This essay considers the powerful social impact of a seemingly innocuous 1960s mainstream Argentine cartoon strip called Mafalda. Focusing on its main protagonist, a little girl from an average Buenos Aires middle-class family, the essay outlines the significant counterhegemonic gender discourses disseminated by the popular strip, reflecting on how it captured the imagination of female fans. The analysis shows how an apparently inoffensive popular culture icon, which came to life and thrived during one of the least democratic and most repressive periods of Argentine history, managed to publicize ideas considered subversive by those in power. Ultimately, the essay questions to-date unchallenged scholarly interpretations that fail to properly consider the reception of popular-culture icons like Mafalda and presume masculinist ideologies to have been all powerful, and near inescapable, in the Argentina of the period.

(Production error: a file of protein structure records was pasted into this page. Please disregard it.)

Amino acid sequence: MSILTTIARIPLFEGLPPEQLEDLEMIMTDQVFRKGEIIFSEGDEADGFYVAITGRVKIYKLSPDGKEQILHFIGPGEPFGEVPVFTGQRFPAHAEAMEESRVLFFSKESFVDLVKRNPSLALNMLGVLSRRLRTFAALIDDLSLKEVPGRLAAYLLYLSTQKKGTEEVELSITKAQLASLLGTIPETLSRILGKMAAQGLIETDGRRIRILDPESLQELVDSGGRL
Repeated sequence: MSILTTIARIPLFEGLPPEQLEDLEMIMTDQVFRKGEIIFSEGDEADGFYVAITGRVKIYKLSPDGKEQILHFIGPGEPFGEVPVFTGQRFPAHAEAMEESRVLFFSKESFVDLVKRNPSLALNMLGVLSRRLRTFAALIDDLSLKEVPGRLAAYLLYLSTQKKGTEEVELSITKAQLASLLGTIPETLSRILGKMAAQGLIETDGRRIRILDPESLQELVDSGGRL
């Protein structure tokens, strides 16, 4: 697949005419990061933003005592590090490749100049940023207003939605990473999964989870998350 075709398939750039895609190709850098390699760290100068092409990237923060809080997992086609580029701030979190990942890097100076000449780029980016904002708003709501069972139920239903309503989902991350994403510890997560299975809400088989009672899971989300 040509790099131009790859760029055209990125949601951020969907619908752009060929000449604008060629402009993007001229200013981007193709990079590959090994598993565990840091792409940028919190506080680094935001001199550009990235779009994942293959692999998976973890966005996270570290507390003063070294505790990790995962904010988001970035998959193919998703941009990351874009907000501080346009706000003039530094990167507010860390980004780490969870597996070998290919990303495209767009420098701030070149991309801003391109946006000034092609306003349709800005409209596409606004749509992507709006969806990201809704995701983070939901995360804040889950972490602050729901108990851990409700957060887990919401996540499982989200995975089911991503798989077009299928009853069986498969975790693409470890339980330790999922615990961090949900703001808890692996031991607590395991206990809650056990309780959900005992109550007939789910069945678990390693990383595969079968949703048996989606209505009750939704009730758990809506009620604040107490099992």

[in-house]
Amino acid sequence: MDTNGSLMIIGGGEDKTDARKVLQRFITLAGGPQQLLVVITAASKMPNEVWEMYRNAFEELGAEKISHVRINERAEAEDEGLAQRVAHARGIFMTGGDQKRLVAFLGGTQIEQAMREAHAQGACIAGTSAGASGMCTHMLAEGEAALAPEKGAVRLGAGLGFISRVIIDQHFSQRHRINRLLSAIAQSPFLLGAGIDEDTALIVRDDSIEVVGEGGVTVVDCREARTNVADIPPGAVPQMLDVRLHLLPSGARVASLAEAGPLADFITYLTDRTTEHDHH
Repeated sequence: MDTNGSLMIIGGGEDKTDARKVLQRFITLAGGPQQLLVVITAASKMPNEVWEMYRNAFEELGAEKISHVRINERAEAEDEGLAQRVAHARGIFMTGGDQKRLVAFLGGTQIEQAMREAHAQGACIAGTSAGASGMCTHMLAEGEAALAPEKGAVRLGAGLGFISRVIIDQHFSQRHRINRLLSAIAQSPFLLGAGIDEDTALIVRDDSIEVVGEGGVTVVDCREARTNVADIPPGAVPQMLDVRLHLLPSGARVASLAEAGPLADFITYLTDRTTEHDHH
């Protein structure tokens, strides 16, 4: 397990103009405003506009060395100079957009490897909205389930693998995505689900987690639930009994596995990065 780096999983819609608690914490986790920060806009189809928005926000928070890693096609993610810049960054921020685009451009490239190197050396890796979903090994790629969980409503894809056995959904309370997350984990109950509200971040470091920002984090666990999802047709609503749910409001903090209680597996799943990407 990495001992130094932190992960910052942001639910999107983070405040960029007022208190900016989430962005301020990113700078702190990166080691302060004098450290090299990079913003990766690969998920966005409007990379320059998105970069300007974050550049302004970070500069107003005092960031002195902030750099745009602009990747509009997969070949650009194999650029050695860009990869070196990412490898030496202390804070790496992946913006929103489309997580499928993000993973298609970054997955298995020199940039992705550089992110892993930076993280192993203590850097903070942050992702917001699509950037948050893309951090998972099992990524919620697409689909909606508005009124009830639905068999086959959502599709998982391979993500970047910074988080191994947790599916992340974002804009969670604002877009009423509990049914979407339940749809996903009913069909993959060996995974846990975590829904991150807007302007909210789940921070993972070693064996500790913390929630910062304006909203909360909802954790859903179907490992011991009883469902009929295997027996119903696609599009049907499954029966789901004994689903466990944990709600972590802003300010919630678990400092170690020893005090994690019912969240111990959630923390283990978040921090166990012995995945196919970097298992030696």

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pp. 41-56
Launched on MUSE
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